After the Washington Nationals decided to bring back Sammy Solis last week, the left-hander likely deserves one last chance with the team this spring.
It’s tough to recall a player in the last few years that has divided Washington Nationals fans quite like Sammy Solis. The left-handed reliever appears to be on thin ice as we head towards 2019, but he deserves one final chance to prove his worth.
Last Friday, the Nationals agreed a one-year $850,000 deal with Solis to avoid arbitration. While the agreement was met with criticism from a portion of fans, for that little it’s well worth at least giving him a chance to earn a job in Spring Training.
Solis finished the 2018 season with an ugly 6.41 ERA and poor 1.551 WHIP in just 39.1 innings coming out of the bullpen. Just about every number was a career-worst last season, which is why it wasn’t necessarily a slam dunk that the team would tender him a contract.
More from District on Deck
- Washington Nationals Minor League Spotlight: Robert Hassell III
- Washington Nationals Tuesday Q&A
- 3 Free Agents the Nationals Should Gamble On
- A Washington Nationals Christmas Wishlist
- Washington Nationals: Is Seth Lugo Still an Option?
Tendering him a contract, especially one for less than $1 million, definitely doesn’t guarantee him a spot in the big leagues next season. But in his time with the Nationals, he has at least had several flashes of upside that make it a perfect low-risk, medium-reward gamble on an arm who is still young.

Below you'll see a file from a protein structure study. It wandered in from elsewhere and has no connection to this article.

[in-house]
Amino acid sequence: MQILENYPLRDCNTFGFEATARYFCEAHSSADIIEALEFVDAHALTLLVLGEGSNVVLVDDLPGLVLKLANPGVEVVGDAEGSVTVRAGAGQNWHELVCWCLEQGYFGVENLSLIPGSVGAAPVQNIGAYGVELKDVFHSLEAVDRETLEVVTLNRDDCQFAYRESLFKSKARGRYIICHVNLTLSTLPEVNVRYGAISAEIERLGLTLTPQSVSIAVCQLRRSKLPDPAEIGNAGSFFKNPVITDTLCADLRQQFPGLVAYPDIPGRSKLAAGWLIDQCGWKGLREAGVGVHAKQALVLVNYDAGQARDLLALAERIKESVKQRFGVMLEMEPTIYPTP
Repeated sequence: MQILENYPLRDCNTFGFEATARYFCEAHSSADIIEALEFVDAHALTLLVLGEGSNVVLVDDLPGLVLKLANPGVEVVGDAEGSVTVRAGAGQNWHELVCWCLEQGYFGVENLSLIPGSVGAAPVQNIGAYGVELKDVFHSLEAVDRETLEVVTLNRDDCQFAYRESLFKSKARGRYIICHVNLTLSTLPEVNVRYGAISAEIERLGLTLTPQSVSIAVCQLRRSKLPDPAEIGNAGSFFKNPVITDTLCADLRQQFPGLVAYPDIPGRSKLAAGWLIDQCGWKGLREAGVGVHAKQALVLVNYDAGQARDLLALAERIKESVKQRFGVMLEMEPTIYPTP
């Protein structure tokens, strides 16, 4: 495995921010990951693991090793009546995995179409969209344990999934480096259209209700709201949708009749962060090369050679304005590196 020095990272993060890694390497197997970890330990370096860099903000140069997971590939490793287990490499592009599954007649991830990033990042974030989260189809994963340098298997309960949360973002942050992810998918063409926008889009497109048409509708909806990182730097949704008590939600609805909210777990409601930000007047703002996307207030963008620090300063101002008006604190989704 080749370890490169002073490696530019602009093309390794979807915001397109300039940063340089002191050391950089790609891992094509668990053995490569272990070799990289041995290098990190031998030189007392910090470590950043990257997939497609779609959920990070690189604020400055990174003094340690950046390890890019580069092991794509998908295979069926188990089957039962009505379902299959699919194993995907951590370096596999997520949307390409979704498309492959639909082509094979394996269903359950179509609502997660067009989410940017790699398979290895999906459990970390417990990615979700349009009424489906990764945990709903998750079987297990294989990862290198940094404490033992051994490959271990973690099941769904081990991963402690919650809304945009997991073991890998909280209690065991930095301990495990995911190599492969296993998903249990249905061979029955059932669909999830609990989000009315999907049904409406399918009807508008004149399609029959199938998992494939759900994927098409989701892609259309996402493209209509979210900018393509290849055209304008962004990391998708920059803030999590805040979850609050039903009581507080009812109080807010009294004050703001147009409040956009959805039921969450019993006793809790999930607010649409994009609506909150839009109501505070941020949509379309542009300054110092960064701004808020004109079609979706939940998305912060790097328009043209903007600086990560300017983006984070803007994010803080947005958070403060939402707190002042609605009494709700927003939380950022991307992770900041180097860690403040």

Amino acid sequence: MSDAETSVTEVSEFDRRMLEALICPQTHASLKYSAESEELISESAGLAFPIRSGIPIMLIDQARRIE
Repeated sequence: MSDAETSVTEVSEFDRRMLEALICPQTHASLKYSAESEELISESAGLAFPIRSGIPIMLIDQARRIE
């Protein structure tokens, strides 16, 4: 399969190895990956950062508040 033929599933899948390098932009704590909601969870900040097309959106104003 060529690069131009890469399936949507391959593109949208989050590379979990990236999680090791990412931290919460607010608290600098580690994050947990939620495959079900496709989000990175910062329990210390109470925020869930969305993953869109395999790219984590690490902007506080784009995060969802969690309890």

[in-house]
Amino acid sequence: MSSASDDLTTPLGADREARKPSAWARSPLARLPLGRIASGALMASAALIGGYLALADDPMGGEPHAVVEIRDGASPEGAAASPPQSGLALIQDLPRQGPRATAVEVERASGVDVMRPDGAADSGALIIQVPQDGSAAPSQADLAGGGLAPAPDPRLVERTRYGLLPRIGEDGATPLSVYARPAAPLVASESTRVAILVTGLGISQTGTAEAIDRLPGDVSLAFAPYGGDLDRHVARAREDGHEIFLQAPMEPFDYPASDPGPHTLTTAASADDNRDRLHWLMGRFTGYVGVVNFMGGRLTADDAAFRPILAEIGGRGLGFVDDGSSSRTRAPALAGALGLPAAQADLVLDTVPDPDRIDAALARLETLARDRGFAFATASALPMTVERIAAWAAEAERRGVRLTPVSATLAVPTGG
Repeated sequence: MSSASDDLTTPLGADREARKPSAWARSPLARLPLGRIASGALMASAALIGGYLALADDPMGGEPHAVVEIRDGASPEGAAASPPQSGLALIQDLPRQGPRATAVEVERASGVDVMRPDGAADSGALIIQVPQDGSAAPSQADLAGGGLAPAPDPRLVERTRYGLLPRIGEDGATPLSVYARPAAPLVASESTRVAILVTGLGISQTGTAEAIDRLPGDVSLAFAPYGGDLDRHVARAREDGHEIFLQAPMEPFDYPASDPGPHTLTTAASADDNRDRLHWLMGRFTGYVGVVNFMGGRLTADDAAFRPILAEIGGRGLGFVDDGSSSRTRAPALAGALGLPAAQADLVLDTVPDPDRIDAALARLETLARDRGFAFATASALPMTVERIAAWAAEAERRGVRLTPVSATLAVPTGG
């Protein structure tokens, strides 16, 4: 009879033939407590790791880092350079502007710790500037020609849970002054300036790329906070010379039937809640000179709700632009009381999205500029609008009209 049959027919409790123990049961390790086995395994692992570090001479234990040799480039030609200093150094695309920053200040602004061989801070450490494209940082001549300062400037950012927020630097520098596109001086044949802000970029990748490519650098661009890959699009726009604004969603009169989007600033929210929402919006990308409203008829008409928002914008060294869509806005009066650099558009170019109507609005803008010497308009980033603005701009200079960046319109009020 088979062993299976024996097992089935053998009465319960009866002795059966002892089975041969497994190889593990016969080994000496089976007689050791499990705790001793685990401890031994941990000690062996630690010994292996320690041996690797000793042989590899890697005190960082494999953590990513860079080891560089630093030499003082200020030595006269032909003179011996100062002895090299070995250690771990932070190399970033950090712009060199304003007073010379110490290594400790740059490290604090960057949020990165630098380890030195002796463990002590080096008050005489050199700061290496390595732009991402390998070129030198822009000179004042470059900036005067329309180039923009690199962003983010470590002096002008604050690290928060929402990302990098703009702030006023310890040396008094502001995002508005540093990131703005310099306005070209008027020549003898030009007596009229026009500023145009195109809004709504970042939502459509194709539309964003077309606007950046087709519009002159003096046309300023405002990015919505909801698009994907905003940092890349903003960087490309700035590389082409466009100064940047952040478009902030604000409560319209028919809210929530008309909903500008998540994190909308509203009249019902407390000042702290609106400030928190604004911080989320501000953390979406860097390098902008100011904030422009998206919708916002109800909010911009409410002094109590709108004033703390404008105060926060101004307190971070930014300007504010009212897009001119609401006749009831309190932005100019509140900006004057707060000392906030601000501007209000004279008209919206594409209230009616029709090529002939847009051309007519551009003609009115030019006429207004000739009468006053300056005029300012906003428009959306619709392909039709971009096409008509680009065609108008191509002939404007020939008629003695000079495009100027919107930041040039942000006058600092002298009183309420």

For starters, before a surprise demotion to Triple-A, he actually fared fairly well, with a 3.28 ERA in his first 36 appearances, surrendering runs in just seven of those 36 outings. Nats manager Dave Martinez clearly trusted him early on. But with that in mind, it’s fair to wonder whether overuse burnt him out as he appeared in 36 of the first 70 games for the team.
Solis also has the raw stuff that should translate to at least being a useful reliever at the highest level. He possesses a solid fastball that averages 93.6mph, a hard-breaking curveball which averages 79.5mph and a changeup averaging 85.1mph. When he harnesses his pitches, he is among the most talented arms in the bullpen.
However, if Sammy Solis is going to make a serious run at a major league roster spot, he has to improve against left-handed hitters. Lefties slashed an incredible .329/.398/.595 against the Nats left-hander after Martinez continually used him in a lefty-specialist despite struggling against them throughout the season.
He has at least had previous success against left-handers, as in his breakout 2016 season, lefties slashed just .200/.273/.283 against him. He also struck out almost a third of the left-handers that he faced, so there is at least a chance that he can get back to those levels again in 2019. But make no mistake, Solis is hanging on by his fingernails right now and will need to make a sizeable impression to stick with the team to start the year.
Yes, Sammy Solis had a poor season for the Washington Nationals in 2018. However, with his flashes of promise and fairly low-risk contract, expect to see him battling for a spot in the bullpen come Spring Training with a cavalcade of other low-cost fliers.